09-18-2006, 10:27 PM
I thought it was really good. I didn't watch WW very long (too often the politics made me mad) but Sports Night was one of my favorite shows.

The only thing I thought was weak was "Crazy Christians." That's kind of a lame title for a sketch, isn't it? I wish they had shown some of the sketch, instead of just telling us how good/funny/controversial it was. Show us good and controversial.

El_Kabong
09-18-2006, 10:39 PM
I'm a real sucker for insider stuff, and I liked Sports Night a whole lot. Never saw an episode of The West Wing, however (didn't try to avoid it, just never got round to seeing it).

Pretty damn derivative plot device to get things in motion, but there were plenty of snappy lines and I thought Matthew Perry and whoever his partner was were absolutely great. In fact, I'd almost call Perry a revelation; never thought he really had that much depth. Amanda Peet, well, she's not bad, but I don't know that I buy her in that particular job position. Yeah, I know it's dramatic television, and everyone therefore has to be really pretty and have glamorous outfits. Clever how they started off with her attending a dinner party so she could do the entire ep in a really nice dress.

Kinda sweet that they got Felicity Huffman into the show. I also noticed they had Overweight Nerd from the Cap One commercials in a small part. He's clearly building up to a promising career as go-to guy when one needs the archetypal jagoff.

It'll be interesting, I think, to see what sort of Christian the character of Perry's ex turns out to be, and where the plot points that end up based on that go.

One question: was this the pilot I was watching tonight, or at least part of it?

Dinsdale
09-19-2006, 10:17 AM
My main reaction after watching was self inquiry as to my ability to give this show a fair shake. Instead of judging the show and its elements on their own merits, I was making constant comparisons. Moreover, with the bar already set so high, I felt a tendency to seek nits to pick. I will, however, keep watching (at least for a while) as I trust it will be about the highest quality (acted, written) on network TV. And my wife was really smitten.

A couple of my "concerns":
- it will take a while for me to slow down on the comparisons to WW. Tough, right now, to view Josh and Danny as different characters. Also, one thing I liked about WW was their intelligent dealing with important issues. Not sure if a network comedy scenario will allow them to address the same issues. Hope so, because I'm far less interested in entertainment industry politics.
- Amanda Peet seemed to almost always be smirking. Exactly what was that constant little smile supposed to convey? She sure is easy on the eyes, tho.
- Chandler Bing will need to do a bit more to convince me he has any serious acting chops. But I'll try to give him a fair shake.
- The studio heavy - the guy from Wings? I had a hard time accepting his character, since so far I only know him from that role. For the 1st 1/4 I was wondering "Who is that guy." Then for the rest I was thinking, "Not right in that role."
- When they trotted out Ed Asner - not to mention Judd Hirsch, I wondered if they would rely too heavily on a revolving cast of TV warhorses.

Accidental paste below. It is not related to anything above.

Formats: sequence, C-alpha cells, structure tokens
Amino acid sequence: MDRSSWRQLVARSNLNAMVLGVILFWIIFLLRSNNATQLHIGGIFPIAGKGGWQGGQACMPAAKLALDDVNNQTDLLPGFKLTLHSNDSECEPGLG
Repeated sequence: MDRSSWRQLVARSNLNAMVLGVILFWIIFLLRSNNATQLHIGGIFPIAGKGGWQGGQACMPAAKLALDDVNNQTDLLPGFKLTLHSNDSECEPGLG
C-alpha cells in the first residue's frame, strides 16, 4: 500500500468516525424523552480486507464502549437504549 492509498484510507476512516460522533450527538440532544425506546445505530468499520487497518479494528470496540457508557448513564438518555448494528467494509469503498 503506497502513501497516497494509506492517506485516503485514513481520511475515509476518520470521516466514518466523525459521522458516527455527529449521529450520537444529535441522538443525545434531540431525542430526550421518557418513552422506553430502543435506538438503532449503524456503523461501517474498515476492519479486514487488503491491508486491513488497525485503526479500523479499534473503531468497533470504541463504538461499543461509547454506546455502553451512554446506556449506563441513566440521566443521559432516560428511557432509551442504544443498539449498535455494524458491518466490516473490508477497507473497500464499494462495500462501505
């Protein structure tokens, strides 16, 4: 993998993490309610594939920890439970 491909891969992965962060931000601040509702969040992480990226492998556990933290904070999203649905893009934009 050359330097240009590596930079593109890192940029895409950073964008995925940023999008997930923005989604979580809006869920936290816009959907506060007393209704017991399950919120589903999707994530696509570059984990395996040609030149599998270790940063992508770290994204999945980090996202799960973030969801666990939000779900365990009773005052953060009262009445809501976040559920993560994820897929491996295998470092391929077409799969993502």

- many of the scenes - especially in the studio and the bar - had background noise that interfered with my understanding the rapidfire dialogue.

Like I said, I don't think I was able to give it an entirely fair shake last night. I fully expect things will improve when I get more of a feeling for individuals in this large case. And I think just about every good show changes/improves following the pilot. I expect this to be one of the very few new shows I will watch at all.

What do you think of the time slot? I can't remember watching many other shows Mondays at 9 p.m. Is that traditionally a "money" slot? I hope they don't move it around. No complaints from me, tho, as it fits well into my schedule.

Otto
09-19-2006, 10:21 AM
The only thing I thought was weak was "Crazy Christians." That's kind of a lame title for a sketch, isn't it?
No worse than, say, "Church Chat" or "Coneheads." The name doesn't matter.

I wish they had shown some of the sketch, instead of just telling us how good/funny/controversial it was. Show us good and controversial.
Nah, the sketch is just a Maguffin. The content of the sketch makes no difference. If they presented the sketch then people would focus on how good or bad the sketch was rather than just taking it as part of the plot. Besides, if they broadcast the sketch it would put the lie to the premise that the sketch couldn't be broadcast.

Kiros
09-19-2006, 10:24 AM
...I thought Matthew Perry and whoever his partner was were absolutely great...

The "partner" is Bradley Whitford, who won an Emmy and was nominated for two more for his work on the West Wing. He's very good, but as much as Perry's challenge here will be to get people to think of him as someone other than Chandler, Whitford's challenge will be to get identified as someone other than Josh Lyman.

One question: was this the pilot I was watching tonight, or at least part of it?

Yes, that was the pilot.

-------------------------------

The show itself? I like it, it has potential, ask me again in a season or two. 'Cause I'll be watching, especially with it being my first Sorkin-HD action.

Sean Factotum
09-19-2006, 10:36 AM
El Kabong, the show on NBC last night was the pilot. It just moved pretty fast, as the shows Sorkin writes tend to do. And if you liked Sports Night I think you'd really like TWW, at least the first four seasons.

I liked the chemistry that was extablished between Brad Whitford and Matthew Perry in the aforementioned episode of The West Wing, and I'm glad to see that they are working together here as partners. I think it will work.

I enjoyed it, the show. I purposely held off watching the pre-release just so I would see it fresh last night. And I'm glad to see that there was some pedeconferencing, but not nearly as much as their (Schlamme/Sorkin) previous shows. And the Harriet character, though at first looked to be something of a caricature, seems to have a lot more depth.